05 December 2005 00:00 [Source: ICB]
Syngenta’s Huddersfield plant has boosted plant performance and staff morale by implementing a strategy of Total Productive Manufacturing. Helen Carmichael reports
Syngenta’s manufacturing centre in Huddersfield, UK, manufactures active ingredients (AIs) for several herbicide and insecticide products. But in 2002 plant and process problems were affecting the supply of an AI for one of the company’s blockbuster insecticides, constraining sales opportunities. The threat of plant closure and AI manufacture being relocated to the Far East was a real possibility.
Staff decided to take action, incorporating Far Eastern principles into a programme to restore business confidence and ensure AI supply. The Manufacturing Excellence Programme (MEP) was born and a full-time programme manager, Peter Goss, was appointed.
According to Goss, demand for insecticide can vary considerably due to insect infestation, the weather, and economic factors amongst others. ‘As the supplier of the active ingredient we need to be responsive to business demand. This means being able to turn up and turn down volume instantaneously as required. To do this we need reliable plant, a robust process and capable people.’
The main problems were due to plant reliability and the robustness of the process. Plant operators spent most of their time reacting to and solving problems. ‘The Manufacturing Excellence Programme is designed to identify and solve the problems in a sustainable manner, to ensure that they don’t reoccur and that gains in performance are held. Operators can then become more proactive and invest their time in coaching and continuous improvement,’ says Goss.
The programme draws on a Japanese strategy called Total Productive Manufacturing (TPM), which was developed to drive equipment improvement to maximise its efficiency and product quality. Aspects of TPM employed by Huddersfield staff include overall equipment effectiveness (OEE), the fives ‘S’s and the visual factory. The five ‘S’s refers to commonsense principles of workplace organisation which translated from the original Japanese words are Sort, Set in Order, Shine, Standardise and Sustain.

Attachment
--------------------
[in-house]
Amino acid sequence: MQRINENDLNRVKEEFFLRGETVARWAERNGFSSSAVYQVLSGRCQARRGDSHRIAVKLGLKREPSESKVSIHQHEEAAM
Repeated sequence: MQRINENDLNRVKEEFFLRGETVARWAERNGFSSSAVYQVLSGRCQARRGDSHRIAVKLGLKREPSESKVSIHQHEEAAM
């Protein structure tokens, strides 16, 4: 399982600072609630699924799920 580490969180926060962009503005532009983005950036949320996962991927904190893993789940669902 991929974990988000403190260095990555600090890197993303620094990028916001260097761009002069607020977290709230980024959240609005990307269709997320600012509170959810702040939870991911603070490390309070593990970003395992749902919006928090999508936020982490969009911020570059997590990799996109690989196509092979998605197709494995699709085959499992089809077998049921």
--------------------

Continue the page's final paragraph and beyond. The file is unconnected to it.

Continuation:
The visual factory uses visual control so that minor deviations from normal operation can easily be detected. Simple visual measures reduce inspection time and ensure that operations are consistent. ‘An example would be to put red and green zones on a pressure gauge so if the needle is in the green zone the operator can easily see that the equipment is operating at the correct pressure,’ says Goss. The term also relates to making visual performance information available and making good use of communications, and a full time communications officer was employed at the outset to keep staff appraised.
Syngenta visited Lever Faberge and Advansa for inspiration whilst devising the MEP. ‘Both these companies have won national awards for their TPM–style manufacturing improvement programmes. The factories and products are totally different to ours but the principles used to measure and improve performance are very similar,’ says Goss.
MEP takes a holistic and cohesive approach to manufacturing focusing on plant reliability and process robustness. There is a strong emphasis on the engaging and developing staff, underpinned by communication, continuous improvement and sustainability.
The MEP began in 2002. ‘We started to see significant improvement in manufacturing performance in 2004 and it is still improving,’ Goss says. A typical TPM–type programme takes four to seven years to become a part of the daily routine of the plant so that good practice becomes a way of life.
Without spending money on upgrading or redesigning equipment, the Huddersfield plant has achieved an OEE improvement from 50% to 84%; output up 67%; 100% first time pass rate (FTPR) and a 66% reduction in the injury frequency rate. Job satisfaction has improved, as has morale among staff as their work has become more proactive.
‘We have received strong interest and visitors from other Syngenta locations as well as visits from other manufacturers,’ says Goss. This trend is likely to continue, as the plant was awarded the Chemical Industries Association (CIA) award for batch/speciality manufacturing improvement earlier this year. ‘Particularly impressive was the clear evidence that the operators own their plant,’ according to the UK’s Process Industries Centre for Manufacturing Excellence (PICME).
Although the plant is not a new installation, it has achieved world-class operation standards. The product has captured growth opportunities, increased its market share and boosted global competitiveness. The staff has truly mastered the art of excellence.
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